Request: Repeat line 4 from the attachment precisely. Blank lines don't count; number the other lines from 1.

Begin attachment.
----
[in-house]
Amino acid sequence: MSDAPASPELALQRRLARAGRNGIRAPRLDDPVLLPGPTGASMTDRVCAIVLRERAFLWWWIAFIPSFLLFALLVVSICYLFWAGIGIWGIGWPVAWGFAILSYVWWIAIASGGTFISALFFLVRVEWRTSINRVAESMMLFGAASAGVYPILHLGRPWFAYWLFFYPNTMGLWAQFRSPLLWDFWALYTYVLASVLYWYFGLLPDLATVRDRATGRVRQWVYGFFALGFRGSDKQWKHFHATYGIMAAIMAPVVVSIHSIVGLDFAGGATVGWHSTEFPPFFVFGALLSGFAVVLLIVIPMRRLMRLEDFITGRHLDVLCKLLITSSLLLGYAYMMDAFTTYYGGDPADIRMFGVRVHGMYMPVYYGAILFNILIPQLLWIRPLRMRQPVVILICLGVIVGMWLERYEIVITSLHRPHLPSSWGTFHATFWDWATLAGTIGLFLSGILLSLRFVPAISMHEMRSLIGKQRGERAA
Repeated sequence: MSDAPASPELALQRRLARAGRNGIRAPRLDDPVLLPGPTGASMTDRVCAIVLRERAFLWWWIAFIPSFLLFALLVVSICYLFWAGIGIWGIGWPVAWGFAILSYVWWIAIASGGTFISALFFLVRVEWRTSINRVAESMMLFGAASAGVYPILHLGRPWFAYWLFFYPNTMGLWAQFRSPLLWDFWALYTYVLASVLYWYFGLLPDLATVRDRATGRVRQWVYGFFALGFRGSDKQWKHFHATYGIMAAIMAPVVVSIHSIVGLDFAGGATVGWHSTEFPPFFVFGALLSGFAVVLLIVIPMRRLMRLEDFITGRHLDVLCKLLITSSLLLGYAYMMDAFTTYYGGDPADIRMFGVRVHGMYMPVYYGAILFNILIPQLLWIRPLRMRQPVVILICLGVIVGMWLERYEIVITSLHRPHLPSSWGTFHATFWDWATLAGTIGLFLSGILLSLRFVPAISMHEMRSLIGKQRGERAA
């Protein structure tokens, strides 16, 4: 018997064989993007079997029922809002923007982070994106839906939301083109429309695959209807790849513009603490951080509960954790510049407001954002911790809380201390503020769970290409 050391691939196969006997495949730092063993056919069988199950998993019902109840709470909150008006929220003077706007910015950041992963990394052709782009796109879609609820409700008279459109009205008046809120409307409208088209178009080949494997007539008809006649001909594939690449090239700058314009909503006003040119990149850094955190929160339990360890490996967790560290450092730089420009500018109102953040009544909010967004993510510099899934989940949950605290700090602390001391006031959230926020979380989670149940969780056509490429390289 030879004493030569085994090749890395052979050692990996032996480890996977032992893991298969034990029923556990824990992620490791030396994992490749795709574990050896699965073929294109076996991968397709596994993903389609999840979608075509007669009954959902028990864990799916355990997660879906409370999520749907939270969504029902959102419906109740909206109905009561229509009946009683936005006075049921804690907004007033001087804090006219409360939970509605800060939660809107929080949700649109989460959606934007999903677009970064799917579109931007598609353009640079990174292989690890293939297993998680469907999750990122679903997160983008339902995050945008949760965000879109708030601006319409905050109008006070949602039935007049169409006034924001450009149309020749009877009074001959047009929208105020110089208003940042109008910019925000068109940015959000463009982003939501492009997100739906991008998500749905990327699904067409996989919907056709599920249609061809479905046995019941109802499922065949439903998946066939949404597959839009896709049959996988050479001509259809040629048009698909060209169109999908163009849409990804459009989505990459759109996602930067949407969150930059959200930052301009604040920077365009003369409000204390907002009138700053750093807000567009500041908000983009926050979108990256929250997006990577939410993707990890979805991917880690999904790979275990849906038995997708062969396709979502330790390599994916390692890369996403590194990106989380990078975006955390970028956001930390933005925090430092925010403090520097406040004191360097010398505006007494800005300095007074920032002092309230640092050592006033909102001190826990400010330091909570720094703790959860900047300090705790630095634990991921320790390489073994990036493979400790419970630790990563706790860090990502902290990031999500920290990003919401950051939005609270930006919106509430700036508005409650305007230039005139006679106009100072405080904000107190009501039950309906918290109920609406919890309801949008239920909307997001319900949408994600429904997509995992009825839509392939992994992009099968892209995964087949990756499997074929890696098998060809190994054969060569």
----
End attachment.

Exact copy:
């Protein structure tokens, strides 16, 4: 018997064989993007079997029922809002923007982070994106839906939301083109429309695959209807790849513009603490951080509960954790510049407001954002911790809380201390503020769970290409 050391691939196969006997495949730092063993056919069988199950998993019902109840709470909150008006929220003077706007910015950041992963990394052709782009796109879609609820409700008279459109009205008046809120409307409208088209178009080949494997007539008809006649001909594939690449090239700058314009909503006003040119990149850094955190929160339990360890490996967790560290450092730089420009500018109102953040009544909010967004993510510099899934989940949950605290700090602390001391006031959230926020979380989670149940969780056509490429390289 030879004493030569085994090749890395052979050692990996032996480890996977032992893991298969034990029923556990824990992620490791030396994992490749795709574990050896699965073929294109076996991968397709596994993903389609999840979608075509007669009954959902028990864990799916355990997660879906409370999520749907939270969504029902959102419906109740909206109905009561229509009946009683936005006075049921804690907004007033001087804090006219409360939970509605800060939660809107929080949700649109989460959606934007999903677009970064799917579109931007598609353009640079990174292989690890293939297993998680469907999750990122679903997160983008339902995050945008949760965000879109708030601006319409905050109008006070949602039935007049169409006034924001450009149309020749009877009074001959047009929208105020110089208003940042109008910019925000068109940015959000463009982003939501492009997100739906991008998500749905990327699904067409996989919907056709599920249609061809479905046995019941109802499922065949439903998946066939949404597959839009896709049959996988050479001509259809040629048009698909060209169109999908163009849409990804459009989505990459759109996602930067949407969150930059959200930052301009604040920077365009003369409000204390907002009138700053750093807000567009500041908000983009926050979108990256929250997006990577939410993707990890979805991917880690999904790979275990849906038995997708062969396709979502330790390599994916390692890369996403590194990106989380990078975006955390970028956001930390933005925090430092925010403090520097406040004191360097010398505006007494800005300095007074920032002092309230640092050592006033909102001190826990400010330091909570720094703790959860900047300090705790630095634990991921320790390489073994990036493979400790419970630790990563706790860090990502902290990031999500920290990003919401950051939005609270930006919106509430700036508005409650305007230039005139006679106009100072405080904000107190009501039950309906918290109920609406919890309801949008239920909307997001319900949408994600429904997509995992009825839509392939992994992009099968892209995964087949990756499997074929890696098998060809190994054969060569």